Affording the Affordable - how can the demand for affordable homes in Scotland be funded?


The lack of availability of mortgages, cuts in public sector budgets and the uncertain economic climate have combined to create a perfect storm of demand for affordable homes outstripping supply. This month the Scottish Government announced that it will contribute £710m towards the delivery of affordable housing in Scotland, however, the buzz words in the social housing sector in Scotland at the moment are "creativity" and "innovation" in relation to the funding of affordable homes. The Scottish Government's target of providing 30,000 new affordable homes in the life of the government is a challenging one, and one that has brought a considerable amount of focus to a sector which is seeing some of those creative and innovative initiatives start to deliver.

Innovation and Investment Fund

Take for example, the Innovation and Investment Fund launched last year. £111m of investment from the Scottish Government was matched by £283m from Councils, Registered Social Landlords (RSLs) and private sector developers. The fund represents a fundamental move away from the basis upon which subsidy was previously awarded to RSLs, with many RSLs matching or undercutting the benchmark level of subsidy of £40,000 per unit.

National Housing Trust (NHT)

Another example is the National Housing Trust Initiative, driven forward by Scottish Futures Trust (SFT) and which saw contracts signed for the delivery of almost 600 new homes during the first phase. Private sector developers provide the sites and build the homes which are sold to a joint venture in which they participate with the public sector. The launch of the model by SFT last year was welcomed by the house-building industry, allowing work to re-commence on mothballed sites. The homes will be let for between 5 and 10 years and then sold for market value (with the tenant and local authority getting the right of first refusal), giving the private sector a second bite of the cherry in terms of market uplift. Less than a year from the launch of the first phase of NHT, houses in Stirling and Inverness have been completed, with expressions of interest for new homes like the one delivered by Highland Housing Alliance below vastly outstripping supply.

Recently delivered NHT homes in Westercraigs, Inverness

SFT is now procuring the second phase of NHT, with Councils across 15 local authority areas participating. The Scottish Government has also consulted on variants of this model designed specifically for housing associations.

Click here for SFT's NHT webpage.

How does the Town and Country Planning system help to deliver affordable housing?

The planning system also plays a significant role in the provision of affordable housing. Figures show that both sites and sums of money are being secured for the development of affordable homes:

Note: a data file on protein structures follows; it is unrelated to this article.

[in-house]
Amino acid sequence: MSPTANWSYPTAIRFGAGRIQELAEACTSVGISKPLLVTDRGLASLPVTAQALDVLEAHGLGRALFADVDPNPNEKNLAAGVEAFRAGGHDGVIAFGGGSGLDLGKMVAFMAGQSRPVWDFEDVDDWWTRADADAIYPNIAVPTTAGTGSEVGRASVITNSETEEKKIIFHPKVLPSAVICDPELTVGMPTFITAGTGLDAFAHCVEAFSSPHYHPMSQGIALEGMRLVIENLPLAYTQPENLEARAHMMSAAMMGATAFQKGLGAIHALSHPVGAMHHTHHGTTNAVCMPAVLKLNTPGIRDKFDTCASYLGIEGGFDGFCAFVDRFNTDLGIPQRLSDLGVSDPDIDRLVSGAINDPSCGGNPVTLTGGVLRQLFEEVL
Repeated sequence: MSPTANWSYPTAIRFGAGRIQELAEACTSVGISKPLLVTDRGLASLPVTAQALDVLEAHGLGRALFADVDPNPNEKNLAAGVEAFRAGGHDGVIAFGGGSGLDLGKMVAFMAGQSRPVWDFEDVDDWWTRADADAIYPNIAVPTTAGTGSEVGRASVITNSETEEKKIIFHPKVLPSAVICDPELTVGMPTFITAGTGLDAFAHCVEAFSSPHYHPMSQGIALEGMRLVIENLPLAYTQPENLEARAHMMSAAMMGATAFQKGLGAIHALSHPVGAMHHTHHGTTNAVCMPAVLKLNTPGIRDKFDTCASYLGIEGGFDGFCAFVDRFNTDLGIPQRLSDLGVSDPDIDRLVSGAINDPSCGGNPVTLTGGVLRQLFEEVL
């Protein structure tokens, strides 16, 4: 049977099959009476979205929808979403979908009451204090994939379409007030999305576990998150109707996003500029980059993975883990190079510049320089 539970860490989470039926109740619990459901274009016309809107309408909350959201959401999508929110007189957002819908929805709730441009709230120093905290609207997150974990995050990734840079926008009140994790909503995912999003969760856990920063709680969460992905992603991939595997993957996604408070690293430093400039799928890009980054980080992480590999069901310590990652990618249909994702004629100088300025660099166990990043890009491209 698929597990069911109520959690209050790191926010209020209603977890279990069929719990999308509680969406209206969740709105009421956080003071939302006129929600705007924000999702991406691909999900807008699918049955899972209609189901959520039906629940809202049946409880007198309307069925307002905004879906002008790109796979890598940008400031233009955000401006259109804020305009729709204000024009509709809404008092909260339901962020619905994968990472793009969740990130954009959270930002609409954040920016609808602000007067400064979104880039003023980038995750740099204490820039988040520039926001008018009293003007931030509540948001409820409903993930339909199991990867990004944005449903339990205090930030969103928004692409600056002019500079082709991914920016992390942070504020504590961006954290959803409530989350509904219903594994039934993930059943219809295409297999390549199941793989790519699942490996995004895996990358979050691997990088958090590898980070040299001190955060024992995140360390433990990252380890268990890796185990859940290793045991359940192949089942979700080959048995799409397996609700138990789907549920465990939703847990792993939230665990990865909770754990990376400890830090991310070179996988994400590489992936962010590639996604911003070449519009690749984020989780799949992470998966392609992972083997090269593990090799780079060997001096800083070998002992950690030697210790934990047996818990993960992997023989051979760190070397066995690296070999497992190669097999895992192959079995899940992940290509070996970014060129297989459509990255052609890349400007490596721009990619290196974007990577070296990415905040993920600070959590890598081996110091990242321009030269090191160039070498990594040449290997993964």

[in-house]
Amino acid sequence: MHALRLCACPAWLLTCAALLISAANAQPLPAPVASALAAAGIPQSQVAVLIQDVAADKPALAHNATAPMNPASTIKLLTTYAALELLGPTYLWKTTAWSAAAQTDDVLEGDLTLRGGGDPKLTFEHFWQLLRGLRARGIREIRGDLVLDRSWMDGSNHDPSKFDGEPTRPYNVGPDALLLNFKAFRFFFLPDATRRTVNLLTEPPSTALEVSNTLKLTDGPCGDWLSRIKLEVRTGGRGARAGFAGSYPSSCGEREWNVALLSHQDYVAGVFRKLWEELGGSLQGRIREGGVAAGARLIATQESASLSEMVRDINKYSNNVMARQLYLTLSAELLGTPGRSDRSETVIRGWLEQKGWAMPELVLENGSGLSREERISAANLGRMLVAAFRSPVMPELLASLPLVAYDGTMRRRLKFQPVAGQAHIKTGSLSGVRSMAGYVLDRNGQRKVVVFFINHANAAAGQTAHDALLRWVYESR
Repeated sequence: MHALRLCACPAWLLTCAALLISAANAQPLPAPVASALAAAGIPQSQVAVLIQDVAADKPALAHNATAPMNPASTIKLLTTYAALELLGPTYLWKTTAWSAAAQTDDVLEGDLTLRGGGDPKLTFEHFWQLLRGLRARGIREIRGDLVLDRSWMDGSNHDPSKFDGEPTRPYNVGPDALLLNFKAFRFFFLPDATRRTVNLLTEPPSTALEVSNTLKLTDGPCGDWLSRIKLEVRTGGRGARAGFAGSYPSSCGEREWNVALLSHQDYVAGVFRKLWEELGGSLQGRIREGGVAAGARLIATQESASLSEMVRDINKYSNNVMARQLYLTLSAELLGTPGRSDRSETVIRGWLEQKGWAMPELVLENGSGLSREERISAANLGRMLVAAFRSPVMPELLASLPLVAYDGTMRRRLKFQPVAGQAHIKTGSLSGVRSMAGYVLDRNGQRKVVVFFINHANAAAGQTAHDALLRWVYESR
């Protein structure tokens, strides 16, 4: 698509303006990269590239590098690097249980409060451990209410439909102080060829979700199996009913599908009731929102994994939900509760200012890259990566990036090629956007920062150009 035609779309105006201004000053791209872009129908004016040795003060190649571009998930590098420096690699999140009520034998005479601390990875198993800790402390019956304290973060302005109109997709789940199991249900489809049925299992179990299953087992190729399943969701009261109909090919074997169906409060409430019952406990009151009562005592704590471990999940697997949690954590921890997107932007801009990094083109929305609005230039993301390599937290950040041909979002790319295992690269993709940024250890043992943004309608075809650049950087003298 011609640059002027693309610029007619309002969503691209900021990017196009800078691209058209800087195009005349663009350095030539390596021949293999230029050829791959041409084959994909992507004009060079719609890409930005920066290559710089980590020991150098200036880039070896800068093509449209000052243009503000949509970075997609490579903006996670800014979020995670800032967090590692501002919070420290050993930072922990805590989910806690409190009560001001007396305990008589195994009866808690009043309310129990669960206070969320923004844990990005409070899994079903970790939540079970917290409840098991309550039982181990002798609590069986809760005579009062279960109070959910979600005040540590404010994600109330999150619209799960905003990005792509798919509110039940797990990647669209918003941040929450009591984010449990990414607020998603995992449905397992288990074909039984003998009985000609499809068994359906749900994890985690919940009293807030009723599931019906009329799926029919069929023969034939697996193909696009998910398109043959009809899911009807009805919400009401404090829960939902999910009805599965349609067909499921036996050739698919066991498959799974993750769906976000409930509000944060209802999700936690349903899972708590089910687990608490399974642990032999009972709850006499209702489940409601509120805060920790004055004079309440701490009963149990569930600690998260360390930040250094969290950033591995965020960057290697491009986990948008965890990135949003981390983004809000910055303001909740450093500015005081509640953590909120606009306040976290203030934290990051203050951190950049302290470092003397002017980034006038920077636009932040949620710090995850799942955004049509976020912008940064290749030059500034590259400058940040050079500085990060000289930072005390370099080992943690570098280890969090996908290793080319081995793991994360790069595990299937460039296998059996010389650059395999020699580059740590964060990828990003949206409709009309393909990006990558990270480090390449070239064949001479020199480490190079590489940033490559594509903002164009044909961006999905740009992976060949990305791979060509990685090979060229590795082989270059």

Between 2006 and 2011, around one quarter of the total affordable homes given permission in Scotland were secured through planning contribution quotas.
In 2010/11, 497 applications triggered contributions. 189 of these will deliver affordable houses directly; 308 will provide contributions to be added to public funds to assist delivery.
The private funding contributions agreed 2010/11 Scotland-wide = £1,528,492 – 11 Councils.
The private funding contributions agreed 2006-10 Scotland-wide = £12,874,278 – 14 Councils.
12 Councils delivered no affordable houses through planning contributions.
3 other Councils are delivering affordable houses only through contributions.

Keeping Housing Affordable

Whether or not housing with some public subsidy can be retained as "affordable" is a delicate issue, and Councils have used planning agreements to secure 'retention' as 'affordable'. However, recent advice from the Chief Planner in Scotland confirms that this is no longer acceptable. Some of the new funding methods could not be made to work if 'retention' were imposed. The implications are that much of the housing built as affordable will, in years to come, be indistinguishable from other housing. Although new forms of low cost home ownership are being rolled out, a significant proportion of affordable housing will be retained as low cost housing for rent through tenure or ownership controls.

So it looks as if affordable housing contributions through the planning system will be here to stay for the foreseeable future. Or maybe not – Scottish Government are currently seeking new ideas on delivering development and infrastructure such as introducing a "development charge system" or a "roof tax" in Scotland.


Figures show that the planning system is making a significant contribution to securing affordable housing but path-finding sources of funding such as NHT are essential to ensure that affordable homes are actually delivered on the ground.

However, funders are always attracted to projects with a steady revenue stream, such as is available in the housing sector in the form of rental income, and investment here is, after all, in bricks and mortar. So with housebuilders keen to keep their work forces engaged in challenging times and a buoyant market for affordable homes, we expect to see more new funding models in this sector which will go some way to feeding the increasing demand for affordable housing in Scotland.